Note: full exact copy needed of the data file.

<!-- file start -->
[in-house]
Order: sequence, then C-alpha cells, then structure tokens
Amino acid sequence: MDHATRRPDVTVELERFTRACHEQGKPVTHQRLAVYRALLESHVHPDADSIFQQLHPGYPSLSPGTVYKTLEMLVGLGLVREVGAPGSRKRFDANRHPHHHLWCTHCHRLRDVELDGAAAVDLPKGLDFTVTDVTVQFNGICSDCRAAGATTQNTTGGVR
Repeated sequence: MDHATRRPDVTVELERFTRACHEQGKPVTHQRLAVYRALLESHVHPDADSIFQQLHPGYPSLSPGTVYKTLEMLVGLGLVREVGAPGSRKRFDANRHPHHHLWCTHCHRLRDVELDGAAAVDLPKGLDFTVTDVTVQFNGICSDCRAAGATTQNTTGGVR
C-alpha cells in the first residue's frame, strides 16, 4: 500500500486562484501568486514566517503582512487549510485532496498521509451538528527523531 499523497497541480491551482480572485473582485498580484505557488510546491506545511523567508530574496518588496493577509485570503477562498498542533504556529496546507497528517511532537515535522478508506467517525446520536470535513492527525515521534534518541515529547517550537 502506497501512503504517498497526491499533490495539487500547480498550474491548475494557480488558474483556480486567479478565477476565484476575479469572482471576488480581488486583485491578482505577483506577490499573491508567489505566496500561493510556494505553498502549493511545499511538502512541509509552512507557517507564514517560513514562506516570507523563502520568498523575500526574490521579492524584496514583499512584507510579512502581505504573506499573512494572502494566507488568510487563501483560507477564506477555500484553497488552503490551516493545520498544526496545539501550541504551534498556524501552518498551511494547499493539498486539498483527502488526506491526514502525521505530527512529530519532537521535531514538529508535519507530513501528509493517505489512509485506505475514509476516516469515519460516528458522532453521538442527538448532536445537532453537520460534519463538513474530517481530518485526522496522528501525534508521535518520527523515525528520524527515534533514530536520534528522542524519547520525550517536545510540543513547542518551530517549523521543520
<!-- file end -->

[in-house]
Order: sequence, then C-alpha cells, then structure tokens
Amino acid sequence: MDHATRRPDVTVELERFTRACHEQGKPVTHQRLAVYRALLESHVHPDADSIFQQLHPGYPSLSPGTVYKTLEMLVGLGLVREVGAPGSRKRFDANRHPHHHLWCTHCHRLRDVELDGAAAVDLPKGLDFTVTDVTVQFNGICSDCRAAGATTQNTTGGVR
Repeated sequence: MDHATRRPDVTVELERFTRACHEQGKPVTHQRLAVYRALLESHVHPDADSIFQQLHPGYPSLSPGTVYKTLEMLVGLGLVREVGAPGSRKRFDANRHPHHHLWCTHCHRLRDVELDGAAAVDLPKGLDFTVTDVTVQFNGICSDCRAAGATTQNTTGGVR
C-alpha cells in the first residue's frame, strides 16, 4: 500500500486562484501568486514566517503582512487549510485532496498521509451538528527523531 499523497497541480491551482480572485473582485498580484505557488510546491506545511523567508530574496518588496493577509485570503477562498498542533504556529496546507497528517511532537515535522478508506467517525446520536470535513492527525515521534534518541515529547517550537 502506497501512503504517498497526491499533490495539487500547480498550474491548475494557480488558474483556480486567479478565477476565484476575479469572482471576488480581488486583485491578482505577483506577490499573491508567489505566496500561493510556494505553498502549493511545499511538502512541509509552512507557517507564514517560513514562506516570507523563502520568498523575500526574490521579492524584496514583499512584507510579512502581505504573506499573512494572502494566507488568510487563501483560507477564506477555500484553497488552503490551516493545520498544526496545539501550541504551534498556524501552518498551511494547499493539498486539498483527502488526506491526514502525521505530527512529530519532537521535531514538529508535519507530513501528509493517505489512509485506505475514509476516516469515519460516528458522532453521538442527538448532536445537532453537520460534519463538513474530517481530518485526522496522528501525534508521535518520527523515525528520524527515534533514530536520534528522542524519547520525550517536545510540543513547542518551530517549523521543520